Tag Archives: EFA

SPDR Jumps 32.3% in 2013

Last year was a banner year for U.S. stocks and the ETFs that tracked them.

All results are total returns, with dividends factored in

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Small ETFs Struggle as 18 Funds Hold Half of Industry’s Assets

If you’re looking for a reason why many of the ETFs launched last year failed to raise the $30 million in assets necessary to turn a profit and stay open take a look at the $10 Billion Club.

While there are more than $1 trillion in assets in the entire U.S. ETF industry, the majority are confined to about 100 funds, “leaving the other 1,300 ETFs in the dust,” says ETF Database.

Yesterday, I said many investors remain risk-adverse in today’s volatile market, leaving them squeamish about buying into hypertargeted ETPs. They prefer to stick with big, liquid funds tracking well-known indexes both because they understand what the index tracks and because they can get out quickly in an emergency. Other reasons why small, niche funds are having a hard time gathering assets is because institutional investors and investment advisors are restricted to buying products with minumum requirements for assets under management, average daily volume and age of the fund.

This leaves just 18 ETFs holding nearly half the assets of the entire ETF industry, according to ETF Database, which calls the group the $10 billion club because they all have more than that under management.

It’s no surprise who tops the list:

SPDR S&P 500 (SPY)
SPDR Gold Trust (GLD)
Vanguard MSCI Emerging Markets ETF (VWO)
iShares MSCI EAFE Index Fund (EFA)
iShares MSCI Emerging Markets Index Fund (EEM)
iShares S&P 500 Index Fund
(IVV)
PowerShares QQQ (QQQ)

The big surprises to my eyese were the iShares iBoxx $ Investment Grade Corporate Bond Fund (LDQ) and the iShares iBoxx $ High Yield Corporate Bond Fund (HYG).

Apple’s Worth More Than Top 5 ETFs Combined

I don’t have anything to say about Steve Jobs that hasn’t already been said, except that there’s no doubt he was a genius. Much like Apple’s Think Different ad campaign, a genius isn’t just smart, but someone who sees or hears things so differently from the conventional wisdom that he completely changes the paradigm. While Dizzy Gillespie and Charlie Parker didn’t invent jazz, the BeBop they created was a sound so completely different than what had come before that they forever changed the way jazz was played. So while Jobs didn’t create the personal computer, MP3 player or the cell phone, his vision completely changed the way those industries operate.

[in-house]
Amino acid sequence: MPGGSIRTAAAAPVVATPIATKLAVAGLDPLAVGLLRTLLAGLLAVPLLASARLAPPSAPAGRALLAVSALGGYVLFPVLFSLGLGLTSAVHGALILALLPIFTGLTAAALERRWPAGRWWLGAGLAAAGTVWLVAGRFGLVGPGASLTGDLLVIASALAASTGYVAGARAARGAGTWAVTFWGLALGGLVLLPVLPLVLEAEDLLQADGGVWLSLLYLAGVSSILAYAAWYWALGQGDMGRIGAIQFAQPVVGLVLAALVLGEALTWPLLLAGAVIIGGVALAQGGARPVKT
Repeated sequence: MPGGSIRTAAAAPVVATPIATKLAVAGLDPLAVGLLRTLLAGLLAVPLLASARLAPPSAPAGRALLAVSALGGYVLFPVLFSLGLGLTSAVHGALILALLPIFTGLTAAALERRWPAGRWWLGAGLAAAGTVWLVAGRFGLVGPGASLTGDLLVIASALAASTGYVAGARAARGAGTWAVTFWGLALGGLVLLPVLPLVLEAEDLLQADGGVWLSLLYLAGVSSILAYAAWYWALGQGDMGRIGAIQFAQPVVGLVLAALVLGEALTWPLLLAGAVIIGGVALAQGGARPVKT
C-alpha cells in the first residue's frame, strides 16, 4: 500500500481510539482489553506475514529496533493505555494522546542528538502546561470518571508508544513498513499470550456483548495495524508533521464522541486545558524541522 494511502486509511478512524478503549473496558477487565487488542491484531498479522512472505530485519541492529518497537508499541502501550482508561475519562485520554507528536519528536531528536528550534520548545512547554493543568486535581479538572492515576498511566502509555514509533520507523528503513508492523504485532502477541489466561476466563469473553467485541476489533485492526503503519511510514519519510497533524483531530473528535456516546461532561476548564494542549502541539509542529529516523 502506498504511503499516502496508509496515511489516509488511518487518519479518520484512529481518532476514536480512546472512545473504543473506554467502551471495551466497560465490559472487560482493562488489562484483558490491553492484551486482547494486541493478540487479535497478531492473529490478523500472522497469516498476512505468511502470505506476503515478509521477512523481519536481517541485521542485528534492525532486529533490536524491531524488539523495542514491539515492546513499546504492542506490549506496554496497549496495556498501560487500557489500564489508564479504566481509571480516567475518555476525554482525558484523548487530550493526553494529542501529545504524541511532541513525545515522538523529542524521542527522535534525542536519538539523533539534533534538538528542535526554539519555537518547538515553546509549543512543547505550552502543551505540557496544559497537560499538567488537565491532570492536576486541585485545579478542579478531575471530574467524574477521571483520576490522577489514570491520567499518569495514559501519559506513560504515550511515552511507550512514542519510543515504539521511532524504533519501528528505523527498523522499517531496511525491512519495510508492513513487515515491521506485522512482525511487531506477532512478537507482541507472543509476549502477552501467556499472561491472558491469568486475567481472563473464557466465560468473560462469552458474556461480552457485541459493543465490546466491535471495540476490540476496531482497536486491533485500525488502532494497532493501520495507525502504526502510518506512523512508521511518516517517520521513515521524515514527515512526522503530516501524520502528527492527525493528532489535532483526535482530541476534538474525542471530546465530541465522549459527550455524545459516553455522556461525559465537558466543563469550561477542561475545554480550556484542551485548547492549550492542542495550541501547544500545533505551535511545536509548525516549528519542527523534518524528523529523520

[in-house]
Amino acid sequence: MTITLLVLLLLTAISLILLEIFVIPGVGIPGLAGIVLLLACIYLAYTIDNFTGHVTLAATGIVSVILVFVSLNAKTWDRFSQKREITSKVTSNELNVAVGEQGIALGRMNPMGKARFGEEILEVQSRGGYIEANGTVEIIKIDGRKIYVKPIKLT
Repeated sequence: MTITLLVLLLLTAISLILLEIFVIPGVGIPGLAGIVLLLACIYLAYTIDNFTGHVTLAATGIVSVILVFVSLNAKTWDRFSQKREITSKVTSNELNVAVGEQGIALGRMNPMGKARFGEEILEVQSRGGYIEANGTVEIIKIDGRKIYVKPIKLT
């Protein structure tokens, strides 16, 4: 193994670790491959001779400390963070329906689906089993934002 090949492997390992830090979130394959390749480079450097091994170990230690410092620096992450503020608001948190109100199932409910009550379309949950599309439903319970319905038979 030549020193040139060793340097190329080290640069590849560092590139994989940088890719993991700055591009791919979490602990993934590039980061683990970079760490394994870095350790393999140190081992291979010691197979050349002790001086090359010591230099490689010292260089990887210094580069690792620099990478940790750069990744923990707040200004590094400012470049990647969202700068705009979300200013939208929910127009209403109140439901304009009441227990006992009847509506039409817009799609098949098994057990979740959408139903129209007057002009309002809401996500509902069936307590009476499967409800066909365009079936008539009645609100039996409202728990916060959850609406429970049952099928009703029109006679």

Over the course of the many Steve Jobs accolades, I stumbled upon the fact that Apple’s market capitalization, at around $355 billion, is larger than the 5 largest ETFs combined. At the end of September, that was $247.5 billion, according to the National Stock Exchange.

The top five ETFs in order of size are:
SPDR S&P 500 (SPY) – $81.2 billion
SPDR Gold (GLD) – $64.1 billion
Vanguard MSCI Emerging Markets (VWO) – $39.8 billion
iShares MSCI EAFE (EFA) – $35.0 billion
iShares MSCI Emerging Markets (EEM) $27.5 billion.

Apple’s stock movement alone has more of an impact on the stock market than there five combined. Which I think nicely puts into perspective the common fallacy that ETFs have the potential to destroy the market.

9 ETFs Make Up 18% of Total U.S. Volume

Abel/Noser, an agency-only broker, released a market liquidity study for July saying ETFs dominated trading on the U.S. stock markets, with nine ETFs representing 18% of the total daily domestic volume, reports StreetInsider.com.

Those nine ETFs were: the SPDR (SPY), iShares Russell 2000 Index (IWM), PowerShares QQQ (QQQQ), iShares MSCI Emerging Markets Index (EEM), SPDR Gold Shares (GLD), UltraShort S&P500 ProShares (SDS), iShares MSCI EAFE Index (EFA), Financial Select Sector SPDR (XLF) and Direxion Daily Financial Bull 3X Shares (FAS).